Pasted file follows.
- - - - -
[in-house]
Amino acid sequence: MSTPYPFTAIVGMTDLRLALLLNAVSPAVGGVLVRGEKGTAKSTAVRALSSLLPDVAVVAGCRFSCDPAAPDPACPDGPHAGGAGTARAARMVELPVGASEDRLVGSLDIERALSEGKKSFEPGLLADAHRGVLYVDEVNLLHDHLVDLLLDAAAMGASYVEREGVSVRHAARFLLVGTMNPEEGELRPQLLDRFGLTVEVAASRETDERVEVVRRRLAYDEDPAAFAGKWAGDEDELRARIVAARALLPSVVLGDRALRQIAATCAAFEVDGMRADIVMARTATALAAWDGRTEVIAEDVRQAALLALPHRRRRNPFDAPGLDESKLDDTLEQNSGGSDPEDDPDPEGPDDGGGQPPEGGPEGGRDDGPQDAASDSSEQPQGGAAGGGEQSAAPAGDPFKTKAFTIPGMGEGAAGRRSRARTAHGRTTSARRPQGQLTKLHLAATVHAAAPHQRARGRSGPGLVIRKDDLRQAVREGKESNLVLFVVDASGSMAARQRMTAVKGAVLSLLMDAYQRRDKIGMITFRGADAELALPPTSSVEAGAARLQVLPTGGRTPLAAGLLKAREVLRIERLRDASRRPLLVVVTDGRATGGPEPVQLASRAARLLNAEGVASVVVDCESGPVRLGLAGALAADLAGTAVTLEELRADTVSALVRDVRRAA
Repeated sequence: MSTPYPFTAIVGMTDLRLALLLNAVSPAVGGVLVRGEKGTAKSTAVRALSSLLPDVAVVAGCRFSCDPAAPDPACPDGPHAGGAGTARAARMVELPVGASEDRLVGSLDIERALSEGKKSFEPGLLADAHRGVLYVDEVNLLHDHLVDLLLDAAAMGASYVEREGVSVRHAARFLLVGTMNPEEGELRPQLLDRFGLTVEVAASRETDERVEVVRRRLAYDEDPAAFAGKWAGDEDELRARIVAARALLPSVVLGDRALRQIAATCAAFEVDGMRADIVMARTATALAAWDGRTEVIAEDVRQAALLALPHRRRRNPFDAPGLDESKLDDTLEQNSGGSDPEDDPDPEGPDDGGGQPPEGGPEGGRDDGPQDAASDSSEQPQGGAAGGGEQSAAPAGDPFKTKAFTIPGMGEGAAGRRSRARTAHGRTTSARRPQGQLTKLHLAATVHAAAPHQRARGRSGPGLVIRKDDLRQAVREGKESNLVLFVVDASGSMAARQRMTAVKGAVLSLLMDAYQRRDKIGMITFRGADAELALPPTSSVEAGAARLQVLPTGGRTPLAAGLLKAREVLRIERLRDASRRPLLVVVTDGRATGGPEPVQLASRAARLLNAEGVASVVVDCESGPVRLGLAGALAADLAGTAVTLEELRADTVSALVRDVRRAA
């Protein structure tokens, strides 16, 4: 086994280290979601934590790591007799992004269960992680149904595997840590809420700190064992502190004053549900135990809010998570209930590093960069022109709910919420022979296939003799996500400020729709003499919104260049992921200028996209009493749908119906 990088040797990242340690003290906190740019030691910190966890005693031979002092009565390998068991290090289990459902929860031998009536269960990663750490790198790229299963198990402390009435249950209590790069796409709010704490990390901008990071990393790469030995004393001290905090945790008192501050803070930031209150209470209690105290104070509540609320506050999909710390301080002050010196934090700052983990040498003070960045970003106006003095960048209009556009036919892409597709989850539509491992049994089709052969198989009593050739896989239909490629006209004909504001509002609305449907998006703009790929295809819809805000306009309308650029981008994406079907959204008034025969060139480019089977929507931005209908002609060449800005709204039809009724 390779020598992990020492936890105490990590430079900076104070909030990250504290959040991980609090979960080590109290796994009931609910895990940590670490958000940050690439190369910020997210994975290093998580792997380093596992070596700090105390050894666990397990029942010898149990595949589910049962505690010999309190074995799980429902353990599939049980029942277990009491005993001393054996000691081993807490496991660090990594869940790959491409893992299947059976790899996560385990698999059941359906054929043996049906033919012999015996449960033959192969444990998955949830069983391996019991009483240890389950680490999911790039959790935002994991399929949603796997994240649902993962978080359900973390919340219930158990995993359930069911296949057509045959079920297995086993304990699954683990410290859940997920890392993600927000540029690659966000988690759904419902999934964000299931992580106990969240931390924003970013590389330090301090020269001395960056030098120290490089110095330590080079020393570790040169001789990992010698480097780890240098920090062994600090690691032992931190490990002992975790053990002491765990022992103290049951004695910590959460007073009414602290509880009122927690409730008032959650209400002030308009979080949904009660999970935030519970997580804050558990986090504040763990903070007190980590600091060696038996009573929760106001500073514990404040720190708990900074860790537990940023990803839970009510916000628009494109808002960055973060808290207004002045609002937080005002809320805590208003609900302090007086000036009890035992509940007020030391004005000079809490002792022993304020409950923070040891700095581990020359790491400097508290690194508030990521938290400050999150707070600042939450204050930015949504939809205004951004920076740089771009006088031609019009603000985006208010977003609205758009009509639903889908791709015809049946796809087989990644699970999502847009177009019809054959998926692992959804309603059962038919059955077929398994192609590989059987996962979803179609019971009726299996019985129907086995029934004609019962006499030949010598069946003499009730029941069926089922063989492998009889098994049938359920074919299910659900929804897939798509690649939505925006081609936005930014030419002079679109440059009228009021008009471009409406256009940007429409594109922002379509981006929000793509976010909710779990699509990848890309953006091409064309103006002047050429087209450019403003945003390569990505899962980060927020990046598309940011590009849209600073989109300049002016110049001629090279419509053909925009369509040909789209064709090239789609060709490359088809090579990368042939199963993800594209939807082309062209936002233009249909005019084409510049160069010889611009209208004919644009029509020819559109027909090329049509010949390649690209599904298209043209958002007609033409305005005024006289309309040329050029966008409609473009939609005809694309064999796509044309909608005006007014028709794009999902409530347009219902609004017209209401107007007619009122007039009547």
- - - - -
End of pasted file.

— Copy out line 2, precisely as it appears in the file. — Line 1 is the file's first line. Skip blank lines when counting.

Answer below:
Amino acid sequence: MSTPYPFTAIVGMTDLRLALLLNAVSPAVGGVLVRGEKGTAKSTAVRALSSLLPDVAVVAGCRFSCDPAAPDPACPDGPHAGGAGTARAARMVELPVGASEDRLVGSLDIERALSEGKKSFEPGLLADAHRGVLYVDEVNLLHDHLVDLLLDAAAMGASYVEREGVSVRHAARFLLVGTMNPEEGELRPQLLDRFGLTVEVAASRETDERVEVVRRRLAYDEDPAAFAGKWAGDEDELRARIVAARALLPSVVLGDRALRQIAATCAAFEVDGMRADIVMARTATALAAWDGRTEVIAEDVRQAALLALPHRRRRNPFDAPGLDESKLDDTLEQNSGGSDPEDDPDPEGPDDGGGQPPEGGPEGGRDDGPQDAASDSSEQPQGGAAGGGEQSAAPAGDPFKTKAFTIPGMGEGAAGRRSRARTAHGRTTSARRPQGQLTKLHLAATVHAAAPHQRARGRSGPGLVIRKDDLRQAVREGKESNLVLFVVDASGSMAARQRMTAVKGAVLSLLMDAYQRRDKIGMITFRGADAELALPPTSSVEAGAARLQVLPTGGRTPLAAGLLKAREVLRIERLRDASRRPLLVVVTDGRATGGPEPVQLASRAARLLNAEGVASVVVDCESGPVRLGLAGALAADLAGTAVTLEELRADTVSALVRDVRRAA